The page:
The official at the High Commission of India indicated that the format of driving licences vary widely across India; some states use smart cards, while others issue paper licences (India 15 Apr. 2011). Information typically found on a driver's licence includes the person's name, address, photograph, and date of birth, the licence's date of issue and period of validity, and the type of vehicle that the individual is authorized to drive (ibid.).

The National Portal of India indicates that there are two types of driver's licences in India: a learner's licence, which is valid for six months, and a permanent licence (India n.d.c). The minimum age at which a person can receive a learner's licence is 16 years, while the minimum age for a permanent licence is 18 years (ibid.). To obtain a learner's licence, an applicant must submit a completed form, passport-sized photographs, proof of age and residence and a declaration of medical fitness (ibid.). The applicant must also pay a fee and pass a learner's test (ibid.). To obtain a permanent license, the applicant must apply after 30 but within 180 days of receiving the learner's license (ibid.) The applicant must also pass a road test (ibid.).

Delhi

In Delhi, applicants applying for a learner's driving permit must provide a completed application form, passport-sized photographs, a self-declaration of medical fitness, and documents proving residence and age (India n.d.l). According to the National Portal of India, one of the following documents may be used to prove residence:

  • Ration card
  • Life Insurance Policy . . .
  • Voter Identity card
  • Pay slip issued by any office in the Central/State or a local body
  • Post office or Bank Pass Book indicating residential address
  • House tax receipt
  • House allotment letter issued by Estate Officer or DDA [Delhi Development Authority] etc.
  • Certificate from employer in case of Government Servant
  • Accident Life Insurance Policy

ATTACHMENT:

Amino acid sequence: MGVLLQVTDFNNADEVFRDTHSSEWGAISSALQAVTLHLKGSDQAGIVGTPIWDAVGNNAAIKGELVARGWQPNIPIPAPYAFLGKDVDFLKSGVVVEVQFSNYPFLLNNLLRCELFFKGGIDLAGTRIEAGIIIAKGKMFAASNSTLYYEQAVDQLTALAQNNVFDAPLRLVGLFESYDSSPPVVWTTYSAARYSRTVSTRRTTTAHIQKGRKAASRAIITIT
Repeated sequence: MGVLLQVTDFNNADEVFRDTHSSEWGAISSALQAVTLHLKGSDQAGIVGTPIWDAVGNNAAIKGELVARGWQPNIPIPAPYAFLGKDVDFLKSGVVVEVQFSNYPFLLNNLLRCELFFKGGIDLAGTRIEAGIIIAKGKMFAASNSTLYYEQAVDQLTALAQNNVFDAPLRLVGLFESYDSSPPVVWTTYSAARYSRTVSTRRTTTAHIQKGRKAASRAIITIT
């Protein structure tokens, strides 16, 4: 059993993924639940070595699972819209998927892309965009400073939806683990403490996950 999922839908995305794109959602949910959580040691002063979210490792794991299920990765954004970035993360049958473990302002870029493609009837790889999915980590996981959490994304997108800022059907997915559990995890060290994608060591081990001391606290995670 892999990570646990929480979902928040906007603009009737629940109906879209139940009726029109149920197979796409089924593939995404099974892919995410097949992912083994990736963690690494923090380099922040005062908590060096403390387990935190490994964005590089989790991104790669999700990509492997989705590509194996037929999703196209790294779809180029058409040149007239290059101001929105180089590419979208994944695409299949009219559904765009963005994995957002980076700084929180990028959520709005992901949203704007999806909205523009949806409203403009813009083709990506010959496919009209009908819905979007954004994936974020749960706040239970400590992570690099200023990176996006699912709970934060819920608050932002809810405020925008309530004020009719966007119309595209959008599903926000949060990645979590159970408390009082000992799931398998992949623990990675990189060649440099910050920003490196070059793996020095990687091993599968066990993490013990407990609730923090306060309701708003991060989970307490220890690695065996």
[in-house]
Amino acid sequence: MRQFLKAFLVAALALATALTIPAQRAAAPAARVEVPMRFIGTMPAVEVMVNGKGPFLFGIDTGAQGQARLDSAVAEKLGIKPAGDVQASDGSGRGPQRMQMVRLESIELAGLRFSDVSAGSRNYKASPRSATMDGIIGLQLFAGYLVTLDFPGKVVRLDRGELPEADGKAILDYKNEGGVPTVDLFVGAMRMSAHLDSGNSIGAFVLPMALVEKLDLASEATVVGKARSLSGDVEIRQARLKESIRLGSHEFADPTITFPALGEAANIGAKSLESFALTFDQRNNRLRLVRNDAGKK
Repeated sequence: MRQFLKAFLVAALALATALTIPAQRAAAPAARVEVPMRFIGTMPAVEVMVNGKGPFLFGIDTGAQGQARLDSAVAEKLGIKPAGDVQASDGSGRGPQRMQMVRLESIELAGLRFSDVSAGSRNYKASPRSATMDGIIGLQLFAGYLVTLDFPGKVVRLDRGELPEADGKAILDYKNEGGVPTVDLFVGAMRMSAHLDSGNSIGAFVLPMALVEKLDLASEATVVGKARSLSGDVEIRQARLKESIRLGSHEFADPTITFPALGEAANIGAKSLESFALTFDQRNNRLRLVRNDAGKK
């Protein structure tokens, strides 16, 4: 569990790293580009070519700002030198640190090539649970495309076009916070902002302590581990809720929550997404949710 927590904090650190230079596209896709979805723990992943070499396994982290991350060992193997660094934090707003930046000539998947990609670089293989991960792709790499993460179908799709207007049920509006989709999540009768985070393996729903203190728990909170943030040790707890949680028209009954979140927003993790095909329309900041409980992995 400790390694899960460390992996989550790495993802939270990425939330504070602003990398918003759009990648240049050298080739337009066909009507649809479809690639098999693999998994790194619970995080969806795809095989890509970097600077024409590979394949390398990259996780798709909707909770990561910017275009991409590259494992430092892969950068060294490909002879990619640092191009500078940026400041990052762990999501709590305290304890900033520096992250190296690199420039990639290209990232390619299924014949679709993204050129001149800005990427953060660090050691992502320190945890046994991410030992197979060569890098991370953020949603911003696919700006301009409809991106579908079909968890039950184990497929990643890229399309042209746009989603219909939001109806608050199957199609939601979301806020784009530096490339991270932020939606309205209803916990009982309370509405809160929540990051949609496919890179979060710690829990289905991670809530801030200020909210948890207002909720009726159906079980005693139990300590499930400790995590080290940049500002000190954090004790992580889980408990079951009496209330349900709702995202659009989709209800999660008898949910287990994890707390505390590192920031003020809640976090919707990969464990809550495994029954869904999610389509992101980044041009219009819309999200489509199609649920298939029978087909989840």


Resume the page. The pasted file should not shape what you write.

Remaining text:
• Marriage certificate issued by designated Magistrate
  • Income tax Returns
  • Residence Certificate issued by the District Administration (India n.d.l)

In addition, one of the following documents may be used to prove age:

  • School certificate
  • Passport
  • Birth Certificate
  • Certificate from Central/State Govt. or a local body
  • Identity card/voter list
  • PAN [Permanent Account Number] of Income
  • Tax card
  • Other authentic proof acceptable by MLO [Motor Licensing Officer] (ibid.)

Maharashtra

Similarly, the National Portal of India indicates that in Maharashtra, individuals applying for a learner's permit must submit a medical certificate, three passport-sized photographs, a fee, and proof of address and age(India n.d.m). The website does not specify which documents are accepted for proof of age and address (ibid.). According to the New Delhi-based Hindustan Times, in 2010 Maharashtra's transportation department stopped accepting affidavits from individuals as proof of address for a driver's licence (27 Mar. 2010). State officials quoted in the article indicated that some individuals received s driver's licence with false information by submitting an insurance policy and an affidavit confirming their address; they subsequently used the driver's licence to obtain other identity documents, such as passports and ration cards (Hindustan Times 27 Mar. 2010).

Chandigarh

In Chandigarh, individuals applying for a driver's licence need to provide a photograph of themselves; a medical certificate, which includes their blood group and a photograph attested by a doctor; and proof of age and residence documents (India n.d.n). Proof of residence documents include ID cards, ration cards, telephone bills, and electricity bills (ibid.). If supported by an affidavit by a public notary or magistrate, a variety of other documents, such as a certificate from a student hostel, a marriage certificate, a residence certificate, a police report, a rental agreement, can be used to establish the applicant's address (ibid.).

Voter cards